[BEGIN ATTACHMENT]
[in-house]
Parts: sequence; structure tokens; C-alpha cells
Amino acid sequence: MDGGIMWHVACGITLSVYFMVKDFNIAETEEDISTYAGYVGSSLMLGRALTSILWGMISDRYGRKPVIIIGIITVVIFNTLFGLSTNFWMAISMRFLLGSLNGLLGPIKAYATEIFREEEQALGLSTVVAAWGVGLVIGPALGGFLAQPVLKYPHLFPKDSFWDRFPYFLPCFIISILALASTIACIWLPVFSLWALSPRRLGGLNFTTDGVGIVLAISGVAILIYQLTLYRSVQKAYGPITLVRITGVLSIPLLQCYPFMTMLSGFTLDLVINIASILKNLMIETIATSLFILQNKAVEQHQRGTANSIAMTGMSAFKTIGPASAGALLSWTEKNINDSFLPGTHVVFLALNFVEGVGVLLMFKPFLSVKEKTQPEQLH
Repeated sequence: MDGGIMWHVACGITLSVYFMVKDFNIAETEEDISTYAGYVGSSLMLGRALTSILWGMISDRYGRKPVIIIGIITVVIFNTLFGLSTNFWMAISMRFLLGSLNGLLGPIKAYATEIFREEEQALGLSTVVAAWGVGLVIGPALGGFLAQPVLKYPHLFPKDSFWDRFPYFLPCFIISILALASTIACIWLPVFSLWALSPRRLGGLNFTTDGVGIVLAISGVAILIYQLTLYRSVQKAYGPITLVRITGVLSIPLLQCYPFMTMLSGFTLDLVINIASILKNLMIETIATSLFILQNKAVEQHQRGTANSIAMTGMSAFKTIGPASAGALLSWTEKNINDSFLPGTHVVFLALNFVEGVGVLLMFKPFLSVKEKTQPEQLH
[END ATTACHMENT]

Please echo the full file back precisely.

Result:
[in-house]
Parts: sequence; structure tokens; C-alpha cells
Amino acid sequence: MDGGIMWHVACGITLSVYFMVKDFNIAETEEDISTYAGYVGSSLMLGRALTSILWGMISDRYGRKPVIIIGIITVVIFNTLFGLSTNFWMAISMRFLLGSLNGLLGPIKAYATEIFREEEQALGLSTVVAAWGVGLVIGPALGGFLAQPVLKYPHLFPKDSFWDRFPYFLPCFIISILALASTIACIWLPVFSLWALSPRRLGGLNFTTDGVGIVLAISGVAILIYQLTLYRSVQKAYGPITLVRITGVLSIPLLQCYPFMTMLSGFTLDLVINIASILKNLMIETIATSLFILQNKAVEQHQRGTANSIAMTGMSAFKTIGPASAGALLSWTEKNINDSFLPGTHVVFLALNFVEGVGVLLMFKPFLSVKEKTQPEQLH
Repeated sequence: MDGGIMWHVACGITLSVYFMVKDFNIAETEEDISTYAGYVGSSLMLGRALTSILWGMISDRYGRKPVIIIGIITVVIFNTLFGLSTNFWMAISMRFLLGSLNGLLGPIKAYATEIFREEEQALGLSTVVAAWGVGLVIGPALGGFLAQPVLKYPHLFPKDSFWDRFPYFLPCFIISILALASTIACIWLPVFSLWALSPRRLGGLNFTTDGVGIVLAISGVAILIYQLTLYRSVQKAYGPITLVRITGVLSIPLLQCYPFMTMLSGFTLDLVINIASILKNLMIETIATSLFILQNKAVEQHQRGTANSIAMTGMSAFKTIGPASAGALLSWTEKNINDSFLPGTHVVFLALNFVEGVGVLLMFKPFLSVKEKTQPEQLH